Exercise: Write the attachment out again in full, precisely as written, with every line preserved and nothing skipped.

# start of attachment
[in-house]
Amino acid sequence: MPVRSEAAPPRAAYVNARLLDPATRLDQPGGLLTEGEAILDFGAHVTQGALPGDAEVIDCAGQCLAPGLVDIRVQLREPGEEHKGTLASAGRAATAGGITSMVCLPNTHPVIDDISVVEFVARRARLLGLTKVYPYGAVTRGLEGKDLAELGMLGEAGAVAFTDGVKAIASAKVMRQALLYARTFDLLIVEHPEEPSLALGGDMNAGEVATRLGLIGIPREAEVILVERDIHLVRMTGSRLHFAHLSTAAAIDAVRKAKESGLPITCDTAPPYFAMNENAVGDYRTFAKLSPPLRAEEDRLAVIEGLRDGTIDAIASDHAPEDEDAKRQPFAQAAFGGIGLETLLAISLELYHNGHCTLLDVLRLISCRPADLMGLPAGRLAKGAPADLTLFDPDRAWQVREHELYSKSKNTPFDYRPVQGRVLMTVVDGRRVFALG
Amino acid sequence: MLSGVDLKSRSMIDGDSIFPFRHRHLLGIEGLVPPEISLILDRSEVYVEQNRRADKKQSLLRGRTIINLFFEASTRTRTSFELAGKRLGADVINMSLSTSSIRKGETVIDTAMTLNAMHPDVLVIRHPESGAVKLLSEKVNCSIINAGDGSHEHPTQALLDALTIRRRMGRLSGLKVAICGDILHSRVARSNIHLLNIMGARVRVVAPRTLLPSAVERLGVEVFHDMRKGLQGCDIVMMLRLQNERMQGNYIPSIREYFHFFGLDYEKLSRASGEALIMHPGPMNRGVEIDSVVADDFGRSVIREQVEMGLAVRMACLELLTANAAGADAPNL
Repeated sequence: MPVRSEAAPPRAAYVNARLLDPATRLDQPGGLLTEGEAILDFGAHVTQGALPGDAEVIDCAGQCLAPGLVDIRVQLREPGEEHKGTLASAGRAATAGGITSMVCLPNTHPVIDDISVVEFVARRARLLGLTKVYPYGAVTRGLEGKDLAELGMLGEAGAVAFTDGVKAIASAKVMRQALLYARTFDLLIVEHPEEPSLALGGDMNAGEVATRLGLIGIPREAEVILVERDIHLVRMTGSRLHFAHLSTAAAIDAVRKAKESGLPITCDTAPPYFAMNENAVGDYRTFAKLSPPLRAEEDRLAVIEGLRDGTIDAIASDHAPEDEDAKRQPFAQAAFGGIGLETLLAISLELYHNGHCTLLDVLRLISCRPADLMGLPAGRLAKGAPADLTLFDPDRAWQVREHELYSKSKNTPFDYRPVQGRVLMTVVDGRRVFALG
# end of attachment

[in-house]
Amino acid sequence: MPVRSEAAPPRAAYVNARLLDPATRLDQPGGLLTEGEAILDFGAHVTQGALPGDAEVIDCAGQCLAPGLVDIRVQLREPGEEHKGTLASAGRAATAGGITSMVCLPNTHPVIDDISVVEFVARRARLLGLTKVYPYGAVTRGLEGKDLAELGMLGEAGAVAFTDGVKAIASAKVMRQALLYARTFDLLIVEHPEEPSLALGGDMNAGEVATRLGLIGIPREAEVILVERDIHLVRMTGSRLHFAHLSTAAAIDAVRKAKESGLPITCDTAPPYFAMNENAVGDYRTFAKLSPPLRAEEDRLAVIEGLRDGTIDAIASDHAPEDEDAKRQPFAQAAFGGIGLETLLAISLELYHNGHCTLLDVLRLISCRPADLMGLPAGRLAKGAPADLTLFDPDRAWQVREHELYSKSKNTPFDYRPVQGRVLMTVVDGRRVFALG
Amino acid sequence: MLSGVDLKSRSMIDGDSIFPFRHRHLLGIEGLVPPEISLILDRSEVYVEQNRRADKKQSLLRGRTIINLFFEASTRTRTSFELAGKRLGADVINMSLSTSSIRKGETVIDTAMTLNAMHPDVLVIRHPESGAVKLLSEKVNCSIINAGDGSHEHPTQALLDALTIRRRMGRLSGLKVAICGDILHSRVARSNIHLLNIMGARVRVVAPRTLLPSAVERLGVEVFHDMRKGLQGCDIVMMLRLQNERMQGNYIPSIREYFHFFGLDYEKLSRASGEALIMHPGPMNRGVEIDSVVADDFGRSVIREQVEMGLAVRMACLELLTANAAGADAPNL
Repeated sequence: MPVRSEAAPPRAAYVNARLLDPATRLDQPGGLLTEGEAILDFGAHVTQGALPGDAEVIDCAGQCLAPGLVDIRVQLREPGEEHKGTLASAGRAATAGGITSMVCLPNTHPVIDDISVVEFVARRARLLGLTKVYPYGAVTRGLEGKDLAELGMLGEAGAVAFTDGVKAIASAKVMRQALLYARTFDLLIVEHPEEPSLALGGDMNAGEVATRLGLIGIPREAEVILVERDIHLVRMTGSRLHFAHLSTAAAIDAVRKAKESGLPITCDTAPPYFAMNENAVGDYRTFAKLSPPLRAEEDRLAVIEGLRDGTIDAIASDHAPEDEDAKRQPFAQAAFGGIGLETLLAISLELYHNGHCTLLDVLRLISCRPADLMGLPAGRLAKGAPADLTLFDPDRAWQVREHELYSKSKNTPFDYRPVQGRVLMTVVDGRRVFALG